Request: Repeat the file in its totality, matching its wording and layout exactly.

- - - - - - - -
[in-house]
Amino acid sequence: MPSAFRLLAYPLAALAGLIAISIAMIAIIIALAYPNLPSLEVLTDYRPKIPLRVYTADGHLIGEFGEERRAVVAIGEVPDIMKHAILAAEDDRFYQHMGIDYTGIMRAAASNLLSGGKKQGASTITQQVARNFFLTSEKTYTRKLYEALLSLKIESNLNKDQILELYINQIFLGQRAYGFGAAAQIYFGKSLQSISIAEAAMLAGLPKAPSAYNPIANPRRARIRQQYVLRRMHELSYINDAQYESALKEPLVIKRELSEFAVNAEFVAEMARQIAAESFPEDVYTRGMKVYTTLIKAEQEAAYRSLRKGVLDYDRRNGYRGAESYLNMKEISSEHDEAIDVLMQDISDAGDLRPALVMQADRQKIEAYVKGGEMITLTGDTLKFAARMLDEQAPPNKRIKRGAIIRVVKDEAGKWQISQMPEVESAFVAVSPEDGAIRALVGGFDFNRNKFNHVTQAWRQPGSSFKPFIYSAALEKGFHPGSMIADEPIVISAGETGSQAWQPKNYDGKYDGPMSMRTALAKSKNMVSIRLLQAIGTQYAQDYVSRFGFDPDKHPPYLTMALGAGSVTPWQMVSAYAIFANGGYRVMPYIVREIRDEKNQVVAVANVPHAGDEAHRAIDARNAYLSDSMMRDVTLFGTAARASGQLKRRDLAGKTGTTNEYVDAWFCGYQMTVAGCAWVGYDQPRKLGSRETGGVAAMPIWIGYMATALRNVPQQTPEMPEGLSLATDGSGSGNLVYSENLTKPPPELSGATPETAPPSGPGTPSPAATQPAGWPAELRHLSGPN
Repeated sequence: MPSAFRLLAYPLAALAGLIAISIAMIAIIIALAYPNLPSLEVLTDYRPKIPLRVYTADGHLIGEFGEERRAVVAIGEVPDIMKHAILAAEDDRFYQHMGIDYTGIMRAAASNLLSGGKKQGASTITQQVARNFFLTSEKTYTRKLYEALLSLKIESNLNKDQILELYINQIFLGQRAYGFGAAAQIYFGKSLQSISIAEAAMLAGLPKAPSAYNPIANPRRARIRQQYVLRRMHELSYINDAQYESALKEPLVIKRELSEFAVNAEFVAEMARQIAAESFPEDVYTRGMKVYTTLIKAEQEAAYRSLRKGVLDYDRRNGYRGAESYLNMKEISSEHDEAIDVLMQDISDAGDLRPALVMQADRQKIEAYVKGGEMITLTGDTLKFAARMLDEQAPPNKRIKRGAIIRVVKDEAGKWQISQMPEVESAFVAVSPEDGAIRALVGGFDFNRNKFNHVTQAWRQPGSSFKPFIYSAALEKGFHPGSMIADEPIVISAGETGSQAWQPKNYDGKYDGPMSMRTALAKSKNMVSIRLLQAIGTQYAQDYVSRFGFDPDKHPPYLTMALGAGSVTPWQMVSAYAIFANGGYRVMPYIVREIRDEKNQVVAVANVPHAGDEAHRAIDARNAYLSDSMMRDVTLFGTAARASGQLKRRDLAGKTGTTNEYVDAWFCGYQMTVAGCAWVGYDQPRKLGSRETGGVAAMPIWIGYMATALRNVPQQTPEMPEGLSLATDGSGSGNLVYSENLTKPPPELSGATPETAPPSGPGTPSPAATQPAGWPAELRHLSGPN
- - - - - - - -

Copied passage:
[in-house]
Amino acid sequence: MPSAFRLLAYPLAALAGLIAISIAMIAIIIALAYPNLPSLEVLTDYRPKIPLRVYTADGHLIGEFGEERRAVVAIGEVPDIMKHAILAAEDDRFYQHMGIDYTGIMRAAASNLLSGGKKQGASTITQQVARNFFLTSEKTYTRKLYEALLSLKIESNLNKDQILELYINQIFLGQRAYGFGAAAQIYFGKSLQSISIAEAAMLAGLPKAPSAYNPIANPRRARIRQQYVLRRMHELSYINDAQYESALKEPLVIKRELSEFAVNAEFVAEMARQIAAESFPEDVYTRGMKVYTTLIKAEQEAAYRSLRKGVLDYDRRNGYRGAESYLNMKEISSEHDEAIDVLMQDISDAGDLRPALVMQADRQKIEAYVKGGEMITLTGDTLKFAARMLDEQAPPNKRIKRGAIIRVVKDEAGKWQISQMPEVESAFVAVSPEDGAIRALVGGFDFNRNKFNHVTQAWRQPGSSFKPFIYSAALEKGFHPGSMIADEPIVISAGETGSQAWQPKNYDGKYDGPMSMRTALAKSKNMVSIRLLQAIGTQYAQDYVSRFGFDPDKHPPYLTMALGAGSVTPWQMVSAYAIFANGGYRVMPYIVREIRDEKNQVVAVANVPHAGDEAHRAIDARNAYLSDSMMRDVTLFGTAARASGQLKRRDLAGKTGTTNEYVDAWFCGYQMTVAGCAWVGYDQPRKLGSRETGGVAAMPIWIGYMATALRNVPQQTPEMPEGLSLATDGSGSGNLVYSENLTKPPPELSGATPETAPPSGPGTPSPAATQPAGWPAELRHLSGPN
Repeated sequence: MPSAFRLLAYPLAALAGLIAISIAMIAIIIALAYPNLPSLEVLTDYRPKIPLRVYTADGHLIGEFGEERRAVVAIGEVPDIMKHAILAAEDDRFYQHMGIDYTGIMRAAASNLLSGGKKQGASTITQQVARNFFLTSEKTYTRKLYEALLSLKIESNLNKDQILELYINQIFLGQRAYGFGAAAQIYFGKSLQSISIAEAAMLAGLPKAPSAYNPIANPRRARIRQQYVLRRMHELSYINDAQYESALKEPLVIKRELSEFAVNAEFVAEMARQIAAESFPEDVYTRGMKVYTTLIKAEQEAAYRSLRKGVLDYDRRNGYRGAESYLNMKEISSEHDEAIDVLMQDISDAGDLRPALVMQADRQKIEAYVKGGEMITLTGDTLKFAARMLDEQAPPNKRIKRGAIIRVVKDEAGKWQISQMPEVESAFVAVSPEDGAIRALVGGFDFNRNKFNHVTQAWRQPGSSFKPFIYSAALEKGFHPGSMIADEPIVISAGETGSQAWQPKNYDGKYDGPMSMRTALAKSKNMVSIRLLQAIGTQYAQDYVSRFGFDPDKHPPYLTMALGAGSVTPWQMVSAYAIFANGGYRVMPYIVREIRDEKNQVVAVANVPHAGDEAHRAIDARNAYLSDSMMRDVTLFGTAARASGQLKRRDLAGKTGTTNEYVDAWFCGYQMTVAGCAWVGYDQPRKLGSRETGGVAAMPIWIGYMATALRNVPQQTPEMPEGLSLATDGSGSGNLVYSENLTKPPPELSGATPETAPPSGPGTPSPAATQPAGWPAELRHLSGPN